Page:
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the capital of Trinidad and Tobago. The political, economic, and cultural center of the country, Port-of-Spain is located in the northwestern part of the island of Trinidad. The climate is subequatorial. The mean temperature in January is 25.8’C, and in July 26.7’C. Precipitation totals 1,910 mm a year. Population, 159,000 (1970, including suburbs).
Port-of-Spain was founded on the site of the old Indian settlement of Conquerabia. From 1783 to 1797 it was the chief city of the Spanish colony on the island of Trinidad. In 1797 the island passed to Great Britain. Port-of-Spain was a center of the national liberation movement, and demonstrations and marches against colonial rule were often held in the city. In 1962, Port-of-Spain became the capital of the independent state of Trinidad and Tobago.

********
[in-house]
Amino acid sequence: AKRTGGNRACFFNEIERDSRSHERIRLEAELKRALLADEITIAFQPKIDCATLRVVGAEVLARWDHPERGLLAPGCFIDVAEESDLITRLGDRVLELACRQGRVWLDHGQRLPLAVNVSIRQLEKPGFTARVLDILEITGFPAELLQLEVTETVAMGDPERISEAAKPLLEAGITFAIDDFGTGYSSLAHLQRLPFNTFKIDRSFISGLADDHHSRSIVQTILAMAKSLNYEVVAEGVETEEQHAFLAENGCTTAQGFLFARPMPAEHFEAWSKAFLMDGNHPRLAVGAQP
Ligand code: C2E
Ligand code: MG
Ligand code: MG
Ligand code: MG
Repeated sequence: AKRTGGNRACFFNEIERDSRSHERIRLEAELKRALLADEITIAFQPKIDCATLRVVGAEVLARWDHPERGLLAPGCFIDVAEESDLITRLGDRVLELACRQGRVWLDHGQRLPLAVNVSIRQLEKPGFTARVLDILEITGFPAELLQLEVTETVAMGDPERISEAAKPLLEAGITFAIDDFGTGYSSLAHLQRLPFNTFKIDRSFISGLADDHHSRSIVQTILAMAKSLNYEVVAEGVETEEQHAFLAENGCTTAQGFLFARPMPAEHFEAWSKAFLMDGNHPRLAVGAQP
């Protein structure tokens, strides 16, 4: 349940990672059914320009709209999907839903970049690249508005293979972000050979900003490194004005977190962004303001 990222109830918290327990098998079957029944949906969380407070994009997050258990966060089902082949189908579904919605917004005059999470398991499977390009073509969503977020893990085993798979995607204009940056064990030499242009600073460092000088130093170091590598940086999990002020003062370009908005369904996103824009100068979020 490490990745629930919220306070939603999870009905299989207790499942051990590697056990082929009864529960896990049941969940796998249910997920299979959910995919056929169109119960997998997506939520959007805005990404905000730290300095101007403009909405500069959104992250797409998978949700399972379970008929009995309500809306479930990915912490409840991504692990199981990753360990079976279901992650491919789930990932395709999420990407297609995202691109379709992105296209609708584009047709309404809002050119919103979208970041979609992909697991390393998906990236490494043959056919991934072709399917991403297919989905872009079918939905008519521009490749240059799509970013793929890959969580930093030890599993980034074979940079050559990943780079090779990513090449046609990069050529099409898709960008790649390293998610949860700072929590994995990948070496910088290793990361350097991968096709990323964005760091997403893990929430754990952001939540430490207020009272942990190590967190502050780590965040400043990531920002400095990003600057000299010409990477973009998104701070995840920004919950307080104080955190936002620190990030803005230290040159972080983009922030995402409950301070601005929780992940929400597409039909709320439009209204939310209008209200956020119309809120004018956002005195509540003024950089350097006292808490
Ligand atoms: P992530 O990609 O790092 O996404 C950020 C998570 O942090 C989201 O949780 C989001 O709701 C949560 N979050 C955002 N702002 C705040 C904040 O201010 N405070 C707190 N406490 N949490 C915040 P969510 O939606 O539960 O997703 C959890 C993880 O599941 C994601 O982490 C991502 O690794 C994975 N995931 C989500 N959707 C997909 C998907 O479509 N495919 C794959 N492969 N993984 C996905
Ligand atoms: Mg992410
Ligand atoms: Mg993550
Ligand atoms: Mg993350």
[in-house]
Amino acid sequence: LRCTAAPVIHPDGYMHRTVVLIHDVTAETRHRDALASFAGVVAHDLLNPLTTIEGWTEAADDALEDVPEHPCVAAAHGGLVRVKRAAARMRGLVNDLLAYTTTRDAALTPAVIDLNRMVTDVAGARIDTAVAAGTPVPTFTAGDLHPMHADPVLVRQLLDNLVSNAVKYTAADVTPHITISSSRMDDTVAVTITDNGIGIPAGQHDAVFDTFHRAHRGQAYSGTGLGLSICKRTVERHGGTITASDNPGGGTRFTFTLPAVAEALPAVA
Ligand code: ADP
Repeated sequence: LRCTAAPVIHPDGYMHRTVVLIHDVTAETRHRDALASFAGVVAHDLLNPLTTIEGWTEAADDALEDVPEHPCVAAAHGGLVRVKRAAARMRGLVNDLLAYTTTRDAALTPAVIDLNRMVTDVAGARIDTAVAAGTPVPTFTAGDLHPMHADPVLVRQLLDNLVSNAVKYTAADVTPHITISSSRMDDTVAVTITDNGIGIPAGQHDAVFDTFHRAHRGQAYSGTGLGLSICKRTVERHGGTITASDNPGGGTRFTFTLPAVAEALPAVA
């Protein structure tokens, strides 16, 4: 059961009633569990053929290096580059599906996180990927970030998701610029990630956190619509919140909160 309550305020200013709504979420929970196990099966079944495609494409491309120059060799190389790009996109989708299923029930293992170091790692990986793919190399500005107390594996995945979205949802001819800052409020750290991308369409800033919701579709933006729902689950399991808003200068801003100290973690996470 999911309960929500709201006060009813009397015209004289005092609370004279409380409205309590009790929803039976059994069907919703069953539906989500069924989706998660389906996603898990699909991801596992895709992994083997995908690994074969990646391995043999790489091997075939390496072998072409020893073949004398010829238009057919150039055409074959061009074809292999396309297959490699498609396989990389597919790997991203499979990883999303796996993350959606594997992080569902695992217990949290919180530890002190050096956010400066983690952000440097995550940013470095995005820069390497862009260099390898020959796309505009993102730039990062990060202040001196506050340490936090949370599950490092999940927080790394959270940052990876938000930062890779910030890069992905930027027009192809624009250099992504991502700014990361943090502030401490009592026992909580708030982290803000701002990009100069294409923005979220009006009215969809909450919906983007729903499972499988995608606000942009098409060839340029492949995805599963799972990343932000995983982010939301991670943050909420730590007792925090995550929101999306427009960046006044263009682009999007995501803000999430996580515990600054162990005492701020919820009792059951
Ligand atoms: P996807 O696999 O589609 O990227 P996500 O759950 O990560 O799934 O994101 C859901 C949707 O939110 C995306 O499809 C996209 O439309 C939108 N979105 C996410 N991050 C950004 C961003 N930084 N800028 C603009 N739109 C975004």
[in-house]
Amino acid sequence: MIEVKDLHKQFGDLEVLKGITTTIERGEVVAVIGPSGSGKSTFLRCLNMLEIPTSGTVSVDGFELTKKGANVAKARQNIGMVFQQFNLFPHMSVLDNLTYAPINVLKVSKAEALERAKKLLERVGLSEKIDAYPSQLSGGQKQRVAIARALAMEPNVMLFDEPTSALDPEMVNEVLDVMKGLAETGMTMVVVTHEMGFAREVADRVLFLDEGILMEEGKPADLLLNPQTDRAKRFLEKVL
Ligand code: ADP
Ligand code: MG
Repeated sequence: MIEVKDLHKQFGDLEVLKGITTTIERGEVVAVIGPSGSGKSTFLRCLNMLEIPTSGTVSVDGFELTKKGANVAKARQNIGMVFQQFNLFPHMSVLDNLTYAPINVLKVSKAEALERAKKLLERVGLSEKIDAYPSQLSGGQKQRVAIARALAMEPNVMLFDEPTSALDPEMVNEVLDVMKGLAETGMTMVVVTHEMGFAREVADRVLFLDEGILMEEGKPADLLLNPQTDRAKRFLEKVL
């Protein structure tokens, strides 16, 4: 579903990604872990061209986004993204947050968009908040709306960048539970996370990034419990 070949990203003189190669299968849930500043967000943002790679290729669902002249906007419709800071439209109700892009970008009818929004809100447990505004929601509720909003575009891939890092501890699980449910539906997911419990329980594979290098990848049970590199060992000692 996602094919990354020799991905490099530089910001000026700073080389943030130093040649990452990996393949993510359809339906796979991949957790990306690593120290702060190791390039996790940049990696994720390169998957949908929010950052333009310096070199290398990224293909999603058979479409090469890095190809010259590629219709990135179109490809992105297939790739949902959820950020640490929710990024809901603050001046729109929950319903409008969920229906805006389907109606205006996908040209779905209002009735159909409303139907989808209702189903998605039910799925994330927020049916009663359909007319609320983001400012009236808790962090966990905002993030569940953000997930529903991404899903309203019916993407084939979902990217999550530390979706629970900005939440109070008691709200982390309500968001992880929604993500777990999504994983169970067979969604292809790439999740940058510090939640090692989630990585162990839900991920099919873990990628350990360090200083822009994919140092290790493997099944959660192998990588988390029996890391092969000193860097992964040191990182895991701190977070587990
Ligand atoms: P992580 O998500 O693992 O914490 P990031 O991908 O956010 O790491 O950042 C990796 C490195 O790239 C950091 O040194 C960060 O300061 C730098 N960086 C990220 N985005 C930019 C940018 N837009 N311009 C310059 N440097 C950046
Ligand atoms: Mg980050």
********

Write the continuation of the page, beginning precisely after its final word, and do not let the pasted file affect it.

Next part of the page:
A port on the Gulf of Paria, Port-of-Spain handled 1.6 million tons of cargo in 1971. It is a commercial and transportation center and has an airport. Industries include food processing (mostly rum production) and the manufacture of textiles and wood products. Port-of-Spain also has a shipyard. Exports include petroleum products, asphalt, sugar, citrus fruits, and coffee.
The Trinidad branch of the University of the West Indies, the Polytechnic Institute, and the Sugar Technologists’ Association are in Port-of-Spain. Also in the city are the Central Library of Trinidad and Tobago (more than 447,000 volumes), the Trinidad Public Library, the National Archives, and the National Museum and Art Gallery.